Toy-making giants Lego and Playmobil are facing legal action by the government of Catalonia for failing to include the region's language in the packaging and instructions of their products.
According to a 2010 consumer law, all texts sold with products in the north-eastern region of Spain must include a version in Catalan. But Lego and Playmobil have refused to comply, according to the Plataforma per la Llengua, an NGO promoting the Catalan language which instigated the legal action.
The case is now being investigated by the Catalan Consumer Agency, which the regional government oversees, and the companies could face fines of up to €100,000.
“It’s not as if the Catalan government wants to impose Catalan just for the sake of it, it’s because [the companies] are breaking the law,” said a spokesman for the Plataforma per la Llengua.
The NGO says that only 8 per cent of toys on the Catalan market currently comply with the law by including the region’s language in their packaging. Denmark’s Lego and Germany’s Playmobil make up a large portion of the Spanish toy market.
* Lego says it wishes to comply with legislation everywhere in the world. It insists it is complying with EU toy safety regulations for Spain and that its refusal to use Catalan is not driven by a position against the language, but rather because the company has to take into account the fact that its products are sold worldwide. “This means we have to prioritise certain language versions and we aren’t able to provide information in every language,” said Roar Rude Tranbaek, a Lego spokesman.
The Plataforma per la Llengua says both companies originally agreed to comply with the law but then backtracked after consulting with the Spanish authorities.
Language and politics
Although Spanish is spoken across the country, six of Spain’s 17 regions also use languages which have official status: Galicia, the Basque Country, Navarre, Valencia, the Balearic Islands and Catalonia. Catalan, or versions of it, is spoken in Valencia, the Balearics and Andorra, as well as in Catalonia.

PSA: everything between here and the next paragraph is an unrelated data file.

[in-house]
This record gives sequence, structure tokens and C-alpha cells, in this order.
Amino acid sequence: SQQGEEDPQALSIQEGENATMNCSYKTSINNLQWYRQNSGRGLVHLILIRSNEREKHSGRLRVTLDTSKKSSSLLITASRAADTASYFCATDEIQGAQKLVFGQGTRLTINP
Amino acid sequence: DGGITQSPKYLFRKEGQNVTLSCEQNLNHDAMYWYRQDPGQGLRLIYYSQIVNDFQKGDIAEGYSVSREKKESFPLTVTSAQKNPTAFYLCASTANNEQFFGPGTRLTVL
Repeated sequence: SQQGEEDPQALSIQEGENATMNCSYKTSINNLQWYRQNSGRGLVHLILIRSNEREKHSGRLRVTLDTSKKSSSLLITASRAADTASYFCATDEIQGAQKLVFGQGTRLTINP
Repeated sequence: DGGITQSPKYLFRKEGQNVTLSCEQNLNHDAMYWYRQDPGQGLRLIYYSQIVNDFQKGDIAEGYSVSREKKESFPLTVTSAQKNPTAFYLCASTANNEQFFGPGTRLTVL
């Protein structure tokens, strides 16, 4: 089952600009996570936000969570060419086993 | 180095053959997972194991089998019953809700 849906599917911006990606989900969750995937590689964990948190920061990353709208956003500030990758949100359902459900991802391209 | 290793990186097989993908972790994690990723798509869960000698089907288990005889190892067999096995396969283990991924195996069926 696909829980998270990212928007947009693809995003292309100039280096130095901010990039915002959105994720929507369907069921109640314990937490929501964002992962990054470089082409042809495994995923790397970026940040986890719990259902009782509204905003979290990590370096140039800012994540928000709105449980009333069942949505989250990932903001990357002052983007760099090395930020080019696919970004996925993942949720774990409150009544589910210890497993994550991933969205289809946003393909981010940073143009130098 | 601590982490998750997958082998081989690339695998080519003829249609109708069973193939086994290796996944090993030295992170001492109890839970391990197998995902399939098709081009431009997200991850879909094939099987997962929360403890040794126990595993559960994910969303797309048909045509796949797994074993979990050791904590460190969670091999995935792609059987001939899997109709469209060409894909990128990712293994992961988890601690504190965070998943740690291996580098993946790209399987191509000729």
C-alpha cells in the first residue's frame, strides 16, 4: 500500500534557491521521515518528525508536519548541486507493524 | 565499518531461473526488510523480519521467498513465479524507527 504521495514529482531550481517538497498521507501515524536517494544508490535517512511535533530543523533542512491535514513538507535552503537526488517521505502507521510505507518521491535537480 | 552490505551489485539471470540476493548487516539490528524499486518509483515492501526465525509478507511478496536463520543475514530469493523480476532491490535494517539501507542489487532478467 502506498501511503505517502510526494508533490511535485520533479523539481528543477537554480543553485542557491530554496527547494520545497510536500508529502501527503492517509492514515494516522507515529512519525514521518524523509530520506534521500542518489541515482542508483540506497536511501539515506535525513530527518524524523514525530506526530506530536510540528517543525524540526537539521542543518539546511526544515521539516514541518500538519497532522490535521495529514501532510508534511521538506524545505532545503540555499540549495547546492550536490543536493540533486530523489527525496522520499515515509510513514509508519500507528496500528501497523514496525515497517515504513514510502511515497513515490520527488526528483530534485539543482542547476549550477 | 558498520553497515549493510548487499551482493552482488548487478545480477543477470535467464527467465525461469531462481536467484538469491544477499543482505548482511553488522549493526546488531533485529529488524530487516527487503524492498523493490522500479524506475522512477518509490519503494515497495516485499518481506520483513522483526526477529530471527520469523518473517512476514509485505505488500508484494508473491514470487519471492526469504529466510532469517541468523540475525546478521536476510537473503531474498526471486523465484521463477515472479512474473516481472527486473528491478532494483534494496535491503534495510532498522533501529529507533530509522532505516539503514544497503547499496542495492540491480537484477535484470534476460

A longstanding campaign by successive Catalan nationalist governments to promote their language has fed into political tensions, with some unionists claiming it is used to separate the region culturally from the rest of Spain.
In the Balearic Islands, the Socialist regional government has also promoted the use of Catalan, a command of which is now required for those wishing to work in the healthcare system and the judiciary.
Last month, the Balearic parliament approved a regulation that meant musicians in the archipelago’s symphony orchestra who spoke no Catalan would be given a year to attain a basic mastery of the language. They would then be given a further year to perfect their Catalan.
Mas Movem, a platform opposing what it sees as growing Balearic nationalism, has taken legal action against such measures. It described the regional government’s initiatives as a “political obsession dressed up as a linguistic right”.
* This article was amended on January 11th to clarify Lego’s position.